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A mile and a half away, the Pennsylvania College of Technology

had recently constructed a new grand entrance of their own near

the Maynard Street exit of Interstate 180, and Shangraw saw the

immediate appeal.

For years, the arrival sequence to Lycoming’s campus has

remained a convoluted, inelegant and unwelcoming process ending

at the Drum Admissions House on the north end of the campus.

Even today, prospective students, parents and other visitors negotiate

a labyrinthine circuit of roundabouts and one-way streets before they

are guided up Market Street to parking lots at the dead-end of Little

League Boulevard. From there, they hike up to Lamade Gymnasium

and down College Place to the historic but undersized Drum House.

This sequence effectively functions as an obstacle for those who

don’t yet know Lycoming. Admitted student surveys continue to

indicate that Lycoming’s campus surroundings are held in lower

regard than those of peer institutions, and are often cited as a

major reason why respondents have chosen to enroll elsewhere. (Of

course, it is impossible to know how many other would-be prospects

simply moved on, without once setting foot on the beautiful Fultz

Quadrangle, or hearing from an admissions counselor about

research and travel opportunities, or seeing first-hand the Lycoming

faculty’s commitment to individual student attention.)

Meanwhile, over the ensuing decades, those who do know

the College had watched its campus become more fortress-like,

particularly at the southern and western edges of campus. There, in

Williamsport’s oldest neighborhood, the sizeable pockets of neglect

and decay — and ultimately large swaths of demolition — had

created a virtual no-man’s land between the campus community and

the downtown activity west of Market Street.

But in his first few weeks as president, Dr. Kent Trachte asked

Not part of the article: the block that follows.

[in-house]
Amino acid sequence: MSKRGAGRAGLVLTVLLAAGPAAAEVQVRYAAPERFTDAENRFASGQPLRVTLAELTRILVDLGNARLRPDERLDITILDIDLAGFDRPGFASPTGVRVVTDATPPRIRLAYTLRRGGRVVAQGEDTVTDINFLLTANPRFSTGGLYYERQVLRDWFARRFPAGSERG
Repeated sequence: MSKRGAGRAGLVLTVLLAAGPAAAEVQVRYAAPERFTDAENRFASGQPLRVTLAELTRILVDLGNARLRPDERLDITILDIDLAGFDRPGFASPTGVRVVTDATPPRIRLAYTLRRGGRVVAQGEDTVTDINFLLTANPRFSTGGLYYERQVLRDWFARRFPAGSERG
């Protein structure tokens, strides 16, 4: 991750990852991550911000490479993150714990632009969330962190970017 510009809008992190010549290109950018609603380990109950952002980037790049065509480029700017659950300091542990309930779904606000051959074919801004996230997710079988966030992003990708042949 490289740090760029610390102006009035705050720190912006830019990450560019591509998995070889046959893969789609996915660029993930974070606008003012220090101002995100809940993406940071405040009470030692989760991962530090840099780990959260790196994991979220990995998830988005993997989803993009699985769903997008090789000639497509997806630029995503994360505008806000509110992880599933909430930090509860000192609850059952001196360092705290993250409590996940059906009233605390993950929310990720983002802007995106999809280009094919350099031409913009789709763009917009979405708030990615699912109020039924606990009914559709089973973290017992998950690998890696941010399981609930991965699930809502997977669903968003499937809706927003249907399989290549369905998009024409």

a simple and logical question about campus visitors that manifestly

underscored Shangraw’s vision: “Which way does their GPS send them?”

“Probably up Basin Street” came the answer, and so Trachte

reasoned that, whether we liked it or not, Basin Street was our

entrance. So maybe the College needed to consider treating it as such.

THE NEW “OLD CITY”

In 2008, Williamsport played host to the

Pennsylvania Governor’s Awards for the Arts

— among the honorees was Lycoming College

creative writing professor Sascha Feinstein

as “Artist of the Year” — and new hotels and

restaurants, art galleries and loft apartments

were springing up.

City government and county planners needed

to provide a growth area for the resurging

success of downtown Williamsport. The

following year, local government rezoned a large

section of the downtown east of Market Street

and south of Lycoming’s campus as “Central

Business District” to match the burgeoning

west end, with the added goal of relocating light

industrial and warehousing activities to more

appropriate parts of the city.

A zoning map amendment alone would

not be enough to affect real change, however.

The process begged for leadership and

partnership, thoughtful study, and private

capital to match any investment in public

infrastructure.

D

AR

decade ago, the late board chairman

emeritus Bob Shangraw ’58, H’04

stood at the corner of Basin Street and

that glorified alleyway between Third and

Fourth Streets known as Willow Street,

telling anyone who would listen that

“this should be the grand entrance to

Lycoming College.”

A

A VISION

TRANSFORM

OUR CAMPUS

26

C AM PA I G N